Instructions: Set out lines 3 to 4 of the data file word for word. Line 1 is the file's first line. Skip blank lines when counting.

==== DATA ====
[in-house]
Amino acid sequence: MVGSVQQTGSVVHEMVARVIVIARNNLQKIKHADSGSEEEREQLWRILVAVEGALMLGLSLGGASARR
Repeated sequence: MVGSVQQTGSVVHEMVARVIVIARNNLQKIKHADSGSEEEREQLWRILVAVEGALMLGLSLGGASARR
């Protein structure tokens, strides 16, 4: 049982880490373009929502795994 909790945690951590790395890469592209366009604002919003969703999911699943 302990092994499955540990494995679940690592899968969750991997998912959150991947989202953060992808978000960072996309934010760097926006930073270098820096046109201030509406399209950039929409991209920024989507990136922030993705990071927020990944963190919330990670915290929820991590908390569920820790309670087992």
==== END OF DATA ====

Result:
Repeated sequence: MVGSVQQTGSVVHEMVARVIVIARNNLQKIKHADSGSEEEREQLWRILVAVEGALMLGLSLGGASARR
């Protein structure tokens, strides 16, 4: 049982880490373009929502795994 909790945690951590790395890469592209366009604002919003969703999911699943 302990092994499955540990494995679940690592899968969750991997998912959150991947989202953060992808978000960072996309934010760097926006930073270098820096046109201030509406399209950039929409991209920024989507990136922030993705990071927020990944963190919330990670915290929820991590908390569920820790309670087992």